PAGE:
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Military Lecture: The No. 2 Construction Battalion – Keeping History and their Legacy Alive

October 21 @ 7:00 pm - 8:00 pm

| Free

This month we welcome Sergeant Craig Marshall Smith, M.O.M to present The No. 2 Construction Battalion – Keeping History and their Legacy Alive.

This lecture will speak to the history of the No. 2 Construction Battalion and the work that has been done to keep their history alive, including the work of the late Senator Calvin Ruck and The Black Cultural Centre for Nova Scotia over the past 38 years. The lecture will include the call for an official apology from the Canadian Military and Government. We will also discuss the efforts of the late Capt. George Borden who wrote the open letter to the Government that helped provide the nudge needed to make this become a reality.

How to Access:

The military lecture is an online event. Register in advance through Eventbrite to take part in the conversation from the comfort of your home. WebEx access link and password will be sent to attendees by email prior to the start of the event.

Alternately,

  • Watch the live stream on Facebook. Don’t miss an event! Follow Guelph Museums to receive notifications when we’re live.
  • Watch the live stream through the ONLINE Portal and check out videos from recent online events.

Missed the lecture? You can watch it here via our Youtube channel:


About Sergeant Craig Marshall Smith, M.O.M.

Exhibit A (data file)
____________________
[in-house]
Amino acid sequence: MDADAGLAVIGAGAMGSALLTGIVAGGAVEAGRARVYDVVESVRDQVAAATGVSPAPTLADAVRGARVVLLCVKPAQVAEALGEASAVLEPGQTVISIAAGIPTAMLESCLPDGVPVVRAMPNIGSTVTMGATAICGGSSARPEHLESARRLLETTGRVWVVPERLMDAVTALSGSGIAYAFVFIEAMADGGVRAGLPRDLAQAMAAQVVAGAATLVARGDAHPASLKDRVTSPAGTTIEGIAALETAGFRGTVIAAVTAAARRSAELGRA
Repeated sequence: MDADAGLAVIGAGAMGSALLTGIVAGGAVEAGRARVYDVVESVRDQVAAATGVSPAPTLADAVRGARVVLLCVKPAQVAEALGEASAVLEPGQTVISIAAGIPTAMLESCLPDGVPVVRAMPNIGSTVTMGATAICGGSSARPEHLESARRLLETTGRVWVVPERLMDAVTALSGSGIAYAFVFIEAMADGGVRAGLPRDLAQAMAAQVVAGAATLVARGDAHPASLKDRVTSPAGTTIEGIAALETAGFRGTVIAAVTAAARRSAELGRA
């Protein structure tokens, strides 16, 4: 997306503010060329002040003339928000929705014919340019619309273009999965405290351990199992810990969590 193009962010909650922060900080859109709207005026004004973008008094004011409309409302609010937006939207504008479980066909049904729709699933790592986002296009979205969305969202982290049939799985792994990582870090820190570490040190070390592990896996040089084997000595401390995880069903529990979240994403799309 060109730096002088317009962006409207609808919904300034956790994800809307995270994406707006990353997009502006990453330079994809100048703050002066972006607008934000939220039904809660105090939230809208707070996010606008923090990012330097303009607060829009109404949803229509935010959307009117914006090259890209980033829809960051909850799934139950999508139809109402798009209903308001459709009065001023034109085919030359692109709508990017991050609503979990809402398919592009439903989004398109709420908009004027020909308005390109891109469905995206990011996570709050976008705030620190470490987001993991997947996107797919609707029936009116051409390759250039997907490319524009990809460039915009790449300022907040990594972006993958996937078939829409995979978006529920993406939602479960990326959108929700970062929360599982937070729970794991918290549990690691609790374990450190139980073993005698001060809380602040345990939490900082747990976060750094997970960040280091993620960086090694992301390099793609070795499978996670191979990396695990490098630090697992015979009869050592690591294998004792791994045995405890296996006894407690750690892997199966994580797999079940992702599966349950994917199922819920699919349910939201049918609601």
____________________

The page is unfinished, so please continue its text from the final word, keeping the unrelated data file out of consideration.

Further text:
Craig Smith is standing to the camera in his military attire and his uniform is decorated with ribbons.

CRAIG SMITH is a Halifax based author, former president / board chair of the Black Cultural Society for Nova Scotia, who is in his 25thyear with the RCMP.

Craig’s working career includes; Halifax North Branch Library – Library Youth Worker, Director of the Community YMCA and the Metropolitan Authority as a Transit Operator, before beginning his RCMP career.

Craig has written extensively on African-Canadian achievement and he has lectured and conducted presentations on Black Canadian history, race relations and policing from a Black perspective across Canada and in the United States. In Boston and Detroit in 1999. Gainesville, Florida 2003, Ottawa, Saint John, Charlottetown and Vancouver 2012, Washington, DC and Ottawa 2015, Montreal 2017, Indianapolis, Indiana 2018 and Louisville, Kentucky 2018.

In 2009, Craig developed and rolled the African-Nova Scotian Cultural Competency one-day Workshop for employees in H Division and in 2018, Craig and a group of four others came together and transformed the one-day course into the nationally recognized, week-long African-Canadian Experience Course.

Craig has written and published five books, including two on the Black experience in the RCMP;. You Had Better Be White By Six A.M. – The African Canadian Experience in the Royal Canadian Mounted Police(2006) Educational edition released in (2017) and HerStory – Black Women Making A Difference in Canadian Law Enforcement (2020). He has also appeared in a number of historical video documentaries which include: The Long Road to Justice: The Viola Desmond Story; Soul on Ice ESPN video on the Colored Hockey League of the Maritimes.

Craig has received a number of awards and in recognition of his work in the area of diversity, inclusion and race-relations including: Harry Jerome Award 2012; Queen Elizabeth II Diamond Jubilee Medal 2012, the Dr. Burnley A. Jones Nova Scotia Scotia Human Rights Award in 2014. In March 2015, Craig was appointed to the Police Order of Merit of Police Forces by His Excellency, The Honourable David Johnston, Governor-General of Canada. He is the first African-Nova Scotian police officer and first African-Canadian RCMP member to receive his honour.

Offered in partnership with the Laurier Centre for Military, Strategic and Disarmament Studies.

Details

Date:
October 21
Time:
7:00 pm - 8:00 pm
Cost:
Free
Event Categories:
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Organizer

Guelph Museums

Venue

ONLINE
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